A Word of Caution: Those with thyroid disorders should consult with their doctor or healthcare provider before supplementing with iodine or consuming iodine-rich seaweed.

3. Root Vegetables

Beets, sweet potatoes, parsnips, potatoes, rutabagas, and winter squashes such as pumpkin and butternuts squash all fall under this category.Beets, sweet potatoes, and winter squashes are loaded with potassium, an important mineral that plays a role in the muscular system (deficiency of it can result in painful leg cramps), digestive system, and cardiovascular system. One study showed that beets helped to regulate blood pressure in overweight adults.

Beets may also help to improve athletic performance because of their natural nitrate content.

It is important to note that the vegetable nitrates in beets are completely different from the harmful, artificial nitrates in processed meats.

How to use them: Make beet chips. Slice the beets thinly using a very sharp knife or slicing tool (more effective and less dangerous). Toss with sea salt and coconut oil and bake in the oven till crispy. Sweet potatoes can be stuffed with a variety of healthy fillings once baked, or simply eaten topped with grass-fed butter or coconut oil to increase nutrient absorption. All the root veggies are delicious in nourishing wintery or fall stews.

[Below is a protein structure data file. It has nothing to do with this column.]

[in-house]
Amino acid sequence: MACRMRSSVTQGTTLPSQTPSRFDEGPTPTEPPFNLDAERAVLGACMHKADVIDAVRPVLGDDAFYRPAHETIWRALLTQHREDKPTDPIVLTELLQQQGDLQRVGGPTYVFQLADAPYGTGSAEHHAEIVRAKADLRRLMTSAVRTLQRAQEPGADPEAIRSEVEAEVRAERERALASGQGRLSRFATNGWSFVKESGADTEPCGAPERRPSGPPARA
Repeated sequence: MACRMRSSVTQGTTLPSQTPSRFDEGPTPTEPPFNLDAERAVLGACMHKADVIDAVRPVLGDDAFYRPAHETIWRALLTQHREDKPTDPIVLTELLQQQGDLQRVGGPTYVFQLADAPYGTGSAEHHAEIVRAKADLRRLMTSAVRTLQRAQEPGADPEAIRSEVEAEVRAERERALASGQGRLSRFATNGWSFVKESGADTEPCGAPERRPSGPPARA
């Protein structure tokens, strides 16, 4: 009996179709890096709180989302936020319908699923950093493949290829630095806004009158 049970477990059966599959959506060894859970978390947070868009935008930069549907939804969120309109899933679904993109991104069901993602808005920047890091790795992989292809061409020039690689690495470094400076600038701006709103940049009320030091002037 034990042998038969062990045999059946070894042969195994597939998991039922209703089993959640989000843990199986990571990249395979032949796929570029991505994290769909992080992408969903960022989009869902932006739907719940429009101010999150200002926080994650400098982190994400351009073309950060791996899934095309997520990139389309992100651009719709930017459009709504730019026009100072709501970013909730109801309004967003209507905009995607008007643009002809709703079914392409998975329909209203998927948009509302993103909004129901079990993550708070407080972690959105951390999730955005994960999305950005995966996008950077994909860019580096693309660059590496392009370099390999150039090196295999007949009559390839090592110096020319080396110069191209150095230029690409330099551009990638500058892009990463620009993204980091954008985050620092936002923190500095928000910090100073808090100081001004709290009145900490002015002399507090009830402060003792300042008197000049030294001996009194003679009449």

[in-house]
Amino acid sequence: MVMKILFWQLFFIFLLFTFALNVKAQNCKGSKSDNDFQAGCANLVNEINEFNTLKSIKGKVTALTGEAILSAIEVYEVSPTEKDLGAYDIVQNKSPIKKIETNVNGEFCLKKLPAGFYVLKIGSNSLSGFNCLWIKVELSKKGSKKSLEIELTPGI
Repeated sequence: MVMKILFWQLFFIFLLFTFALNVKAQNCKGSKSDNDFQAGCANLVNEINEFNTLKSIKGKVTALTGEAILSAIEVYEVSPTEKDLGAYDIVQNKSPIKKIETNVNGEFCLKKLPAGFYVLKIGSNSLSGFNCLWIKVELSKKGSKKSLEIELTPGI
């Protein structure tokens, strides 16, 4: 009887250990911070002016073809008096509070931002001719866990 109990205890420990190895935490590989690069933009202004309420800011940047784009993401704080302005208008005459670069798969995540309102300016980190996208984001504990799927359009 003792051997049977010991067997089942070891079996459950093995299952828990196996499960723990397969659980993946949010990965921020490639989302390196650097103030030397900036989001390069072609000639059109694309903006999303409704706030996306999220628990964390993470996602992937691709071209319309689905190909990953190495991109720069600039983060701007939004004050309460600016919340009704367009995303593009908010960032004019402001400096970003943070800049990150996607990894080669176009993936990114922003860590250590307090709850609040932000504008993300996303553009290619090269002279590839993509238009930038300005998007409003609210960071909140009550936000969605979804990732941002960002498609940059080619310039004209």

4. Cruciferous Veggies

Cruciferous vegetables are among the most widely studied vegetables in terms of their disease-preventing benefits. In this study, cruciferous vegetables over all other types of vegetables were linked to a decreased rate of atherosclerosis in women.

One of the most powerful chemical components of cruciferous vegetables, sulforphane, is making headlines. One medical review noted that sulforphane appears to target cancer cells and modulate their pathways.

Broccoli, cauliflower, kohlrabi, arugula, radishes, and Brussels sprouts are the most common vegetables in the cruciferous category. Broccoli sprouts in particular are a very concentrated source of sulforphane. When it comes vitamins, cruciferous are rich in Vitamins C, E, K, and folate.

How to use them: Broccoli, cauliflower, and kohlrabi can be made into delicious, creamy soups or pre-cooked and added to quiches, frittatas, and salads. Radishes and arugula make spicy, invigorating additions to a salad mix.